On Apple and the community

This is the bit that I’d done most work on already, as it was the topic of my Appsterdam talk. The summary of that talk is pretty much the same as Dave’s working-with-Apple pro tip in his iOSDevUK talk. As his was more succinct, I’ll use that version:

Apple is people too. Don’t be a dick.

(I’m a fan of people not being dicks.)

The thing is that as Scotty said, the community wins when all of its members win. But he also said that Apple isn’t in the community, so don’t they obviate themselves from this relationship?

Well, no. If we look at the community that most of the people reading this post – and that most of the people at iOSDevUK – consider themselves a member of, it’s the community of iOS app makers. It happens that all of these people depend on the same thing: on iOS. Being nice to Apple and helping them just makes good business sense. If you’re not helping Apple to win, they might decide to help you lose.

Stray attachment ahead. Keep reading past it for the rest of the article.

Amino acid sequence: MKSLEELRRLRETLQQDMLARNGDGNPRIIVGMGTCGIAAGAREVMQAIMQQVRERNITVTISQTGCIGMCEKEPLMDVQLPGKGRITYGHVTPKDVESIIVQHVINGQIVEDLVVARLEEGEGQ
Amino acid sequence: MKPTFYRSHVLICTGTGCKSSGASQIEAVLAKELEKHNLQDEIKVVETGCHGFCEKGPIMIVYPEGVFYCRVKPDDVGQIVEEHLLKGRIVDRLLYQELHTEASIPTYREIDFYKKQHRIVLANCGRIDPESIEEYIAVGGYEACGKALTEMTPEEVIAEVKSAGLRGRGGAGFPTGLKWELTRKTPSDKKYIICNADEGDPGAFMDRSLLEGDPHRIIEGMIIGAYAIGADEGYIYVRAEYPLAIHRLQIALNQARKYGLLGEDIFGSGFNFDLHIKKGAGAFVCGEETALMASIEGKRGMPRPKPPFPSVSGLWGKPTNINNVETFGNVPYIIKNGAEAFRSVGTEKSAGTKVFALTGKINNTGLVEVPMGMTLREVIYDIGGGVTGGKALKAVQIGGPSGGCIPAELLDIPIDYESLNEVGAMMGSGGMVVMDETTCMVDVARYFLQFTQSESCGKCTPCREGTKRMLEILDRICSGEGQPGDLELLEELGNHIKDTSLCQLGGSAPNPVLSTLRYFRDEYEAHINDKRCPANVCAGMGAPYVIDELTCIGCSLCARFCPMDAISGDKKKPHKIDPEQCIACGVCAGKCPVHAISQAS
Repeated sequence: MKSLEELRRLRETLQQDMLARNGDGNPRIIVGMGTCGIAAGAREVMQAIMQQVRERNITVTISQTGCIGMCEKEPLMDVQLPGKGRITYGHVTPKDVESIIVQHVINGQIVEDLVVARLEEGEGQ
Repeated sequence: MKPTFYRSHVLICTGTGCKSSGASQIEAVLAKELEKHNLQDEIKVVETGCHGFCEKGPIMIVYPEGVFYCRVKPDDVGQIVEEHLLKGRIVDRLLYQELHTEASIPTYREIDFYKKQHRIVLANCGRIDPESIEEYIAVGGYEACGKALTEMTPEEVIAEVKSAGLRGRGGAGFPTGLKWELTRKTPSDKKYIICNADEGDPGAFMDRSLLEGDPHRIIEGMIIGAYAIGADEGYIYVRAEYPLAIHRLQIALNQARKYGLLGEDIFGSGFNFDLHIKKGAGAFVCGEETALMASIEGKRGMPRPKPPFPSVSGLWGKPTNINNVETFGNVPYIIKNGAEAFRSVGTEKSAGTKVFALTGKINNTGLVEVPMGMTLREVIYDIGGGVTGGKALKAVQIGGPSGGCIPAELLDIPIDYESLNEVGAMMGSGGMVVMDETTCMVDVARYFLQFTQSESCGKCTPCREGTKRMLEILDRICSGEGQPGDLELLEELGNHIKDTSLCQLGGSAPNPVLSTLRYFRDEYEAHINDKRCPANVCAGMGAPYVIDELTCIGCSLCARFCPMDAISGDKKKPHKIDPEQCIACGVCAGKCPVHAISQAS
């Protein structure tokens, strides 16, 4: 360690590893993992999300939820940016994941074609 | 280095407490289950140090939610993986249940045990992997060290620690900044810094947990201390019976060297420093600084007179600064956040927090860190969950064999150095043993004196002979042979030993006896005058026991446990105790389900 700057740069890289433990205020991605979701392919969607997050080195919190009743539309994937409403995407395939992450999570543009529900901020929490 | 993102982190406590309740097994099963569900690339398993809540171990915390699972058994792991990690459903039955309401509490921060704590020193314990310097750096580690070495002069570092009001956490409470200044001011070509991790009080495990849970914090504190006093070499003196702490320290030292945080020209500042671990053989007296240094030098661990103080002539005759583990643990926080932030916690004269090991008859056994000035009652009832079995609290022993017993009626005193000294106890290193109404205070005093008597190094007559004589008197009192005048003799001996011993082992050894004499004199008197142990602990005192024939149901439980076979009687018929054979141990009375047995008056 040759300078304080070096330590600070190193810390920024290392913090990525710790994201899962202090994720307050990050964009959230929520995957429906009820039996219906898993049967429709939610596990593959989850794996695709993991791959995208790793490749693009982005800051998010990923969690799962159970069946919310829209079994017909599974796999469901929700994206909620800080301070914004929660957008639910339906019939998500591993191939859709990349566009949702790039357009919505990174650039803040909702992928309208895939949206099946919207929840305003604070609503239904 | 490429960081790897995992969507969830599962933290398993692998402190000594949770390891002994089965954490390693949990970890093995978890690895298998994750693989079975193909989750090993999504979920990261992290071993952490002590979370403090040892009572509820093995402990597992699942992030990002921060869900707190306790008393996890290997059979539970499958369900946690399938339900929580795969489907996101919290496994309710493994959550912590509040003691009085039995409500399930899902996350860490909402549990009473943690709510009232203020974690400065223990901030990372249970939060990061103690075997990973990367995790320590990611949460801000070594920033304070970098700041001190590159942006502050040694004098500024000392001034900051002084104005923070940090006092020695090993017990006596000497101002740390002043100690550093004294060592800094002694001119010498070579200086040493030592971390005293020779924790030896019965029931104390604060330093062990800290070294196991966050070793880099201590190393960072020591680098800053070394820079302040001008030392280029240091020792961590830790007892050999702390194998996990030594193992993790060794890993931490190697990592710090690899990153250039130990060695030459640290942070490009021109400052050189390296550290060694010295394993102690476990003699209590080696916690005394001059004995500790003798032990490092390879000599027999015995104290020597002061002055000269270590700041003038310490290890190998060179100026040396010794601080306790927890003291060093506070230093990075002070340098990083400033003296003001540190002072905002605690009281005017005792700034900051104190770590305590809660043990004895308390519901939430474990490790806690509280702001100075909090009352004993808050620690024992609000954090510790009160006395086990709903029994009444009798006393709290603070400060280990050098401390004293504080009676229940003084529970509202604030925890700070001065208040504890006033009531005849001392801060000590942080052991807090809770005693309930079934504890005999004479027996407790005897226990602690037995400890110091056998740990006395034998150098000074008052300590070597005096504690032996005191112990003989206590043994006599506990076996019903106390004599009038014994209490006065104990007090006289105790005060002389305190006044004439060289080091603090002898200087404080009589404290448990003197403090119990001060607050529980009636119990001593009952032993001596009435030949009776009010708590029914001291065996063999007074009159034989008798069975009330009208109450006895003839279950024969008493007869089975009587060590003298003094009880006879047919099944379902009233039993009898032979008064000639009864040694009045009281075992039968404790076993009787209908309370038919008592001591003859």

On a related subject: for Apple to win, it’s not necessary for anyone else to lose. In fact, I’m not the first person to say this. I’m stealing from a man who was, at the time this quote was coined, freshly CEO after having been a management consultant at Apple:

We have to let go of this notion that for Apple to win, Microsoft has to lose. We have to embrace a notion that for Apple to win, Apple has to do a really good job. And if others are going to help us that’s great, because we need all the help we can get, and if we screw up and we don’t do a good job, it’s not somebody else’s fault, it’s our fault.